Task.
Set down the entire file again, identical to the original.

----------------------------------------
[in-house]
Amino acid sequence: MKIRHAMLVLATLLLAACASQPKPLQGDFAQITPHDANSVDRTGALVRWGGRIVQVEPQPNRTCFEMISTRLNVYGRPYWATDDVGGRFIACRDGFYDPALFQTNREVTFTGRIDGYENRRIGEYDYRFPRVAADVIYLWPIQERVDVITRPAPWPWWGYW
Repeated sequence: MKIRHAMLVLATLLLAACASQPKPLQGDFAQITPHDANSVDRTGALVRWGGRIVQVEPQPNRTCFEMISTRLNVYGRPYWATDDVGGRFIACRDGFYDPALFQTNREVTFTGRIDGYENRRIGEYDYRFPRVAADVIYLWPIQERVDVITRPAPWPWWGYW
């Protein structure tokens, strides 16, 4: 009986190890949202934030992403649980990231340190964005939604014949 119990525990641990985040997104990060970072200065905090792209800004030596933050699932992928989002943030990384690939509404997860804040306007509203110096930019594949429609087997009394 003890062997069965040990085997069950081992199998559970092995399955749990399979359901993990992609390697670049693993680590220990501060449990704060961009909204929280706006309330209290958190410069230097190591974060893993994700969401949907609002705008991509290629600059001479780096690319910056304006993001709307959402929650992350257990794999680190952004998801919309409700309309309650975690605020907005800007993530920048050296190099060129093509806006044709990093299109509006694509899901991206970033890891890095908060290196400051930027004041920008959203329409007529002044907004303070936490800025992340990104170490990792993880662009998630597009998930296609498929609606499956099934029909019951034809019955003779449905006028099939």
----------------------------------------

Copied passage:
[in-house]
Amino acid sequence: MKIRHAMLVLATLLLAACASQPKPLQGDFAQITPHDANSVDRTGALVRWGGRIVQVEPQPNRTCFEMISTRLNVYGRPYWATDDVGGRFIACRDGFYDPALFQTNREVTFTGRIDGYENRRIGEYDYRFPRVAADVIYLWPIQERVDVITRPAPWPWWGYW
Repeated sequence: MKIRHAMLVLATLLLAACASQPKPLQGDFAQITPHDANSVDRTGALVRWGGRIVQVEPQPNRTCFEMISTRLNVYGRPYWATDDVGGRFIACRDGFYDPALFQTNREVTFTGRIDGYENRRIGEYDYRFPRVAADVIYLWPIQERVDVITRPAPWPWWGYW
């Protein structure tokens, strides 16, 4: 009986190890949202934030992403649980990231340190964005939604014949 119990525990641990985040997104990060970072200065905090792209800004030596933050699932992928989002943030990384690939509404997860804040306007509203110096930019594949429609087997009394 003890062997069965040990085997069950081992199998559970092995399955749990399979359901993990992609390697670049693993680590220990501060449990704060961009909204929280706006309330209290958190410069230097190591974060893993994700969401949907609002705008991509290629600059001479780096690319910056304006993001709307959402929650992350257990794999680190952004998801919309409700309309309650975690605020907005800007993530920048050296190099060129093509806006044709990093299109509006694509899901991206970033890891890095908060290196400051930027004041920008959203329409007529002044907004303070936490800025992340990104170490990792993880662009998630597009998930296609498929609606499956099934029909019951034809019955003779449905006028099939």